Base oils-Lubes Prices, markets & analysis
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Base Oils-lubes overview Transcript
Base Oils are a synonym for base-stocks, they are mixed with additives to form finished lubricants. Biggest end-use is the automotive sector and there’s a big trend right now for higher quality base stocks, so we’re actually seeing some consolidation of our Group 1 Base Oil plants and a bigger move to Group 2, Group 3 and even gas-to-liquids plants.
Automotive emission standards are the biggest factor affecting base oils.
There’s also a seasonality factor. Heavy drive season that’s usually May to September, that’s when demand is the strongest for base oils.
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Base oils-Lubes: Market overview
The European Group I base oil market has started to firm up after several months of weakness. Support for prices has come largely through tightening supply rather than any substantial increase in demand. This reduction in availability is the result of many refineries being operated at below-maximum rates for several months now, and a maintenance programme in Russia, during which four refineries were taken offline simultaneously. Group III supplies may also be tightening, with importers sending fewer volumes to Europe in light of better netbacks in Asia.
The US base oils market is coming out of a period of oversupply for Group I and Group II, with price increases filtering into the Group II tier in March. The market outlook remains uncertain because of the pending commercial start-up of the new 25,000 bbl/day Chevron base oil unit at Pascagoula, Mississippi, which is expected to begin commercial operations by mid-year. High vacuum gas oil costs bit deeply into base oil margins, prodding Group I producers to crack crude oil directly to fuels and encouraging additional exporting of Group II material.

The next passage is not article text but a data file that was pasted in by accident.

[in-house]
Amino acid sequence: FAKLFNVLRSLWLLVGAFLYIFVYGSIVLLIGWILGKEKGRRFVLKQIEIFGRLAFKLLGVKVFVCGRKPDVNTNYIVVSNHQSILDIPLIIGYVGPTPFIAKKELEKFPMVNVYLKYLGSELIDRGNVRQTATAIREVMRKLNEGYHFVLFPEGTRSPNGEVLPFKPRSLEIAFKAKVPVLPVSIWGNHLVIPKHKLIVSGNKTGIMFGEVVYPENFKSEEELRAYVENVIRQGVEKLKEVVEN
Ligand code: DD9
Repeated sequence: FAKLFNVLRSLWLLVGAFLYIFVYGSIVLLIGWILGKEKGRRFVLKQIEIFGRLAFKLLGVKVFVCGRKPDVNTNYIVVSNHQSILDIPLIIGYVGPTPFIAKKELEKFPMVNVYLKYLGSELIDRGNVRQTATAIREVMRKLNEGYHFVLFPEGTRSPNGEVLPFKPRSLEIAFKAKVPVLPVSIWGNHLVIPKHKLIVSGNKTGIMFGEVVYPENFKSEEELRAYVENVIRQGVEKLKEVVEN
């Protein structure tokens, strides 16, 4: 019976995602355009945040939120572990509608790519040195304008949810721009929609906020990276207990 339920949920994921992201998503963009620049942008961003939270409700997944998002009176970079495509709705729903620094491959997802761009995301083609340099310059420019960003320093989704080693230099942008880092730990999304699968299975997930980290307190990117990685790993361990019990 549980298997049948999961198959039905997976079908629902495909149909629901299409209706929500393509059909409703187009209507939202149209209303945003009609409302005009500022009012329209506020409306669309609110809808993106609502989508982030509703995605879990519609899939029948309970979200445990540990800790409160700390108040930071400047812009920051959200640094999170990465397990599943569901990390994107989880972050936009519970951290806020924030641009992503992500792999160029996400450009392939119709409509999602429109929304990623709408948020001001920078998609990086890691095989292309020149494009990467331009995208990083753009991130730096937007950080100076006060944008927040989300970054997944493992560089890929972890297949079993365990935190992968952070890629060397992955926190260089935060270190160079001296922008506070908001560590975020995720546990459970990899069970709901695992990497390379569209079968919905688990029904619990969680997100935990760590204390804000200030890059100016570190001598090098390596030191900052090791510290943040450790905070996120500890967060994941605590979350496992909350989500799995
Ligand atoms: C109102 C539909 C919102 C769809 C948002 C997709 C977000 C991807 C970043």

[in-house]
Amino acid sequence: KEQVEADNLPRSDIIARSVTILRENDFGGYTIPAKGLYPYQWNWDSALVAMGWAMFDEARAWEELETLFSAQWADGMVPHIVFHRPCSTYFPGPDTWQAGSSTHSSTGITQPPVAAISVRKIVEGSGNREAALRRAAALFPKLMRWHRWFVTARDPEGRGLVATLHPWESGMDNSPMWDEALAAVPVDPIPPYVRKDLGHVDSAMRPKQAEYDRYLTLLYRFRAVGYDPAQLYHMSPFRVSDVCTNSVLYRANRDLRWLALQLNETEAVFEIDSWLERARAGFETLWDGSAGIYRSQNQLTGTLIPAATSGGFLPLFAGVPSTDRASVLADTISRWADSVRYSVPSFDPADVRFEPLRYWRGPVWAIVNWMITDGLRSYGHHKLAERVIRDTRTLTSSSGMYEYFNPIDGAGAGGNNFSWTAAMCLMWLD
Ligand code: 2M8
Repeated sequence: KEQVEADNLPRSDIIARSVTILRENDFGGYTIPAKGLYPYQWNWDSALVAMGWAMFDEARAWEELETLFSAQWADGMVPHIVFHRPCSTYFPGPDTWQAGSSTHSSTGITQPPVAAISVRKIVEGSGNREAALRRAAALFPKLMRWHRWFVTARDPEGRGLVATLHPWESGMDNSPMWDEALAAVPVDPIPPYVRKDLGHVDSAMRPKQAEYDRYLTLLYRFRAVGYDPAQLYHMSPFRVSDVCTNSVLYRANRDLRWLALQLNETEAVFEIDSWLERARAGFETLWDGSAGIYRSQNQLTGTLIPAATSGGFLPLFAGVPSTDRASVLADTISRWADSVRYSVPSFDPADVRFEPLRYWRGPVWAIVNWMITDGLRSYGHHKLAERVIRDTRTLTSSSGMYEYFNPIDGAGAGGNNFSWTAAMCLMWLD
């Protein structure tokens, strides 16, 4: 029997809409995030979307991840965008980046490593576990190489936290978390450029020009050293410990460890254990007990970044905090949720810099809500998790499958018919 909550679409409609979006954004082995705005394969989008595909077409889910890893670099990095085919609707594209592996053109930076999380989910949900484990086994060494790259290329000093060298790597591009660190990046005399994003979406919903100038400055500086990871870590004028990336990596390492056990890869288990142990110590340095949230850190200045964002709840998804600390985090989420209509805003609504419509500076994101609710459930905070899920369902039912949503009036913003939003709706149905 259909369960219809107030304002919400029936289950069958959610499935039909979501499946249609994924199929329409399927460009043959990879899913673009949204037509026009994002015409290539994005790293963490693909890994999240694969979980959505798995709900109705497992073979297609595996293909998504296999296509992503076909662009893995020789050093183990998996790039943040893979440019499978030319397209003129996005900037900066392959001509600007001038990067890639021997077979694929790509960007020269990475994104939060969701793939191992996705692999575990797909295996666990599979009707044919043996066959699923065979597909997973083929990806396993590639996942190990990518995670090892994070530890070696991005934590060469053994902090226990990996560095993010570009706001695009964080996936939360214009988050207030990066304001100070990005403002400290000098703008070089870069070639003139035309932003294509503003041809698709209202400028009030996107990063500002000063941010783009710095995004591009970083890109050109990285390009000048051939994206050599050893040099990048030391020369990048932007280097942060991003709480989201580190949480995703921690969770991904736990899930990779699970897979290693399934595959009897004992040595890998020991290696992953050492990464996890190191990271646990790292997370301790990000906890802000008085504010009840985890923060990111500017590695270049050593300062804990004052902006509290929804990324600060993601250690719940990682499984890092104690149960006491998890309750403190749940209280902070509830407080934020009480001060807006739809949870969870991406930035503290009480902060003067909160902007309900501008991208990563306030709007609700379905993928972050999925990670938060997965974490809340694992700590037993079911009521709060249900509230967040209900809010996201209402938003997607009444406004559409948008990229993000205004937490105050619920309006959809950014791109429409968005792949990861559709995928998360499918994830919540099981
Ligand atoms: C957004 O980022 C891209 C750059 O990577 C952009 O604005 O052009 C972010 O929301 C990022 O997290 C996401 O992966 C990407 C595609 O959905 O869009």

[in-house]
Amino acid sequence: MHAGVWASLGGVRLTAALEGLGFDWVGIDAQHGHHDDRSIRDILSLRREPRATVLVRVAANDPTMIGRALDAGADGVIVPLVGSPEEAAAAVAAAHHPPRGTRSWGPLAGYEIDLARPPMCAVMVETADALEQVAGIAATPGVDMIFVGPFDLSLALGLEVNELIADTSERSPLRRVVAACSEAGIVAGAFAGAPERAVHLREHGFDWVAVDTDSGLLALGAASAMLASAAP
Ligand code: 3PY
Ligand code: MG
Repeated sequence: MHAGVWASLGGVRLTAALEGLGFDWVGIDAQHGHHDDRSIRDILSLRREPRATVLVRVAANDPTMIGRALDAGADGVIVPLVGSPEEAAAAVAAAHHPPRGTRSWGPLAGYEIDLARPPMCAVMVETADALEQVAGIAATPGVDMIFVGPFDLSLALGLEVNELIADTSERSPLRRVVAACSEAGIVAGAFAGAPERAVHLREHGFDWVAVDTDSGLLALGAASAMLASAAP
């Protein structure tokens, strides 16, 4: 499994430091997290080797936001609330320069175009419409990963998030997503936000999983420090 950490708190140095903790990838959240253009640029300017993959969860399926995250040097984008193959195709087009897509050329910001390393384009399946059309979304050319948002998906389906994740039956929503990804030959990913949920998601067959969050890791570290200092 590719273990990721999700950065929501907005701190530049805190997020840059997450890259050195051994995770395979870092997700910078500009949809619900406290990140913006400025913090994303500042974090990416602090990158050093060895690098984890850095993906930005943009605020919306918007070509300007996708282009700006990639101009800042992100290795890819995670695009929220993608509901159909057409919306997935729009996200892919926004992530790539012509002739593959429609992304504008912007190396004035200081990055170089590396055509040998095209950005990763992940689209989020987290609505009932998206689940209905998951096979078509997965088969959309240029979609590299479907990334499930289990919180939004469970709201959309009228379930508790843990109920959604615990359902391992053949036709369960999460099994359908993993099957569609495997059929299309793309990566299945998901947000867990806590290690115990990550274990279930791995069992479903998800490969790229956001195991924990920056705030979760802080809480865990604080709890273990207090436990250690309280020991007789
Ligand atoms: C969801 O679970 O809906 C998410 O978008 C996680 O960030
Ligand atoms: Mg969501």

Asia’s base oils spot prices are expected to remain stable-to-firm during the second quarter on the back of limited spot availability, especially for Group I’s SN150, brightstock and Group II’s 150N material. Meanwhile, some market players said that high-viscosity grades 500N and 600N material from Group II, which are ample in supply throughout Asia, might observe a price rebound in the second quarter on the back of improved demand from the key market China. The Chinese market traditionally sees better demand for 500N/600N cargoes when they switch to using high-viscosity material with the onset of summer.
Updated to mid-April 2014
News & analysis
Base oils-Lubes news & analysis
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Base Oils-Lubes Methodology
About Base oils-Lubes
Base oils are the main component of finished lubricants and are derived from the heavy crude oil fraction in vacuum distillation. They are refined to impart physical and chemical properties that will make a good lubricant. Most base oils are combined with small amounts of chemical additives to form the finished lubricants such as motor oil.
The traditional method of making base oils involves solvent extraction to remove aromatic compounds and solvent dewaxing to take out unwanted waxes. More recently hydroprocessing techniques employing hydrogen and catalysts have been used to make base oils.
Group I base oils which are mostly produced by solvent processing are used in less demanding applications. Group II and III base oils are produced by hydroprocessing and used in higher performing lubricants. Group IV base oils are synthetic oils typically based on polyalphaolefins (PAOs). Group V oils are used in the formulation of oil additives.